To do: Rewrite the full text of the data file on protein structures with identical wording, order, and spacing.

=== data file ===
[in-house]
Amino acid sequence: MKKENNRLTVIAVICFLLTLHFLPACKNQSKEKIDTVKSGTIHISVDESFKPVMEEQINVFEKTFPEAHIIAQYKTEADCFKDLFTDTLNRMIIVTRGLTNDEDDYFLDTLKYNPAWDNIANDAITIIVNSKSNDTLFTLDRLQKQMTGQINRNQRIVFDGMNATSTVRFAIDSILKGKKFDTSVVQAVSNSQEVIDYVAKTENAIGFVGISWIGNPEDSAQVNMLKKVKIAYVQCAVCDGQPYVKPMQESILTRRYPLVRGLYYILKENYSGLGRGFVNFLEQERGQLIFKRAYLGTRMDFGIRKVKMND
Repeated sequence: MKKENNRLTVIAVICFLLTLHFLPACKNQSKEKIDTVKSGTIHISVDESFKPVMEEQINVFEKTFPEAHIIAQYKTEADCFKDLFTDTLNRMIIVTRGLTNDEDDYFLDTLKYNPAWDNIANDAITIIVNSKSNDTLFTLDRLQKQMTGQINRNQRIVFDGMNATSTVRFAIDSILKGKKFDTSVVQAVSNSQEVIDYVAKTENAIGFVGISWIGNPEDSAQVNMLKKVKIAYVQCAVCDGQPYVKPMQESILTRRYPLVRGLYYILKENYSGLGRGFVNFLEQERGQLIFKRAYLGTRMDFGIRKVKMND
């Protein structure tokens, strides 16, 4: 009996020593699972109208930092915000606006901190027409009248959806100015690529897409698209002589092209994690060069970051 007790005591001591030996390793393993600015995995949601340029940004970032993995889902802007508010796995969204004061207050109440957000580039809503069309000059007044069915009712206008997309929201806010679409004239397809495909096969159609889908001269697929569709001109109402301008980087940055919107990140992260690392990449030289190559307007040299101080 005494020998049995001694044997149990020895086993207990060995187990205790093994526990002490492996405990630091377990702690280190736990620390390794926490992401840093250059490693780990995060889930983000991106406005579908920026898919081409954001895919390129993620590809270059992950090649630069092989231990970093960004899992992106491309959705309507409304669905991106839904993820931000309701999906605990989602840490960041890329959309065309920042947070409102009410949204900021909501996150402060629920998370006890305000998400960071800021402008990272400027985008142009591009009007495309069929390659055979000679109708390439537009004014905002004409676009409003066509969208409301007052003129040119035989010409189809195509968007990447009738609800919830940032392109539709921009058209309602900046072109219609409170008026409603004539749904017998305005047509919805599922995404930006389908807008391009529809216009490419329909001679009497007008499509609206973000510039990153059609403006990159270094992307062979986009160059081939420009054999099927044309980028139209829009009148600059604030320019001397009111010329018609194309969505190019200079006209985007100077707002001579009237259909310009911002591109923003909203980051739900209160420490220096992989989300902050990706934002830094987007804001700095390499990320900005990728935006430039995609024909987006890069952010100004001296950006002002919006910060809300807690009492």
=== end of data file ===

[in-house]
Amino acid sequence: MKKENNRLTVIAVICFLLTLHFLPACKNQSKEKIDTVKSGTIHISVDESFKPVMEEQINVFEKTFPEAHIIAQYKTEADCFKDLFTDTLNRMIIVTRGLTNDEDDYFLDTLKYNPAWDNIANDAITIIVNSKSNDTLFTLDRLQKQMTGQINRNQRIVFDGMNATSTVRFAIDSILKGKKFDTSVVQAVSNSQEVIDYVAKTENAIGFVGISWIGNPEDSAQVNMLKKVKIAYVQCAVCDGQPYVKPMQESILTRRYPLVRGLYYILKENYSGLGRGFVNFLEQERGQLIFKRAYLGTRMDFGIRKVKMND
Repeated sequence: MKKENNRLTVIAVICFLLTLHFLPACKNQSKEKIDTVKSGTIHISVDESFKPVMEEQINVFEKTFPEAHIIAQYKTEADCFKDLFTDTLNRMIIVTRGLTNDEDDYFLDTLKYNPAWDNIANDAITIIVNSKSNDTLFTLDRLQKQMTGQINRNQRIVFDGMNATSTVRFAIDSILKGKKFDTSVVQAVSNSQEVIDYVAKTENAIGFVGISWIGNPEDSAQVNMLKKVKIAYVQCAVCDGQPYVKPMQESILTRRYPLVRGLYYILKENYSGLGRGFVNFLEQERGQLIFKRAYLGTRMDFGIRKVKMND
């Protein structure tokens, strides 16, 4: 009996020593699972109208930092915000606006901190027409009248959806100015690529897409698209002589092209994690060069970051 007790005591001591030996390793393993600015995995949601340029940004970032993995889902802007508010796995969204004061207050109440957000580039809503069309000059007044069915009712206008997309929201806010679409004239397809495909096969159609889908001269697929569709001109109402301008980087940055919107990140992260690392990449030289190559307007040299101080 005494020998049995001694044997149990020895086993207990060995187990205790093994526990002490492996405990630091377990702690280190736990620390390794926490992401840093250059490693780990995060889930983000991106406005579908920026898919081409954001895919390129993620590809270059992950090649630069092989231990970093960004899992992106491309959705309507409304669905991106839904993820931000309701999906605990989602840490960041890329959309065309920042947070409102009410949204900021909501996150402060629920998370006890305000998400960071800021402008990272400027985008142009591009009007495309069929390659055979000679109708390439537009004014905002004409676009409003066509969208409301007052003129040119035989010409189809195509968007990447009738609800919830940032392109539709921009058209309602900046072109219609409170008026409603004539749904017998305005047509919805599922995404930006389908807008391009529809216009490419329909001679009497007008499509609206973000510039990153059609403006990159270094992307062979986009160059081939420009054999099927044309980028139209829009009148600059604030320019001397009111010329018609194309969505190019200079006209985007100077707002001579009237259909310009911002591109923003909203980051739900209160420490220096992989989300902050990706934002830094987007804001700095390499990320900005990728935006430039995609024909987006890069952010100004001296950006002002919006910060809300807690009492």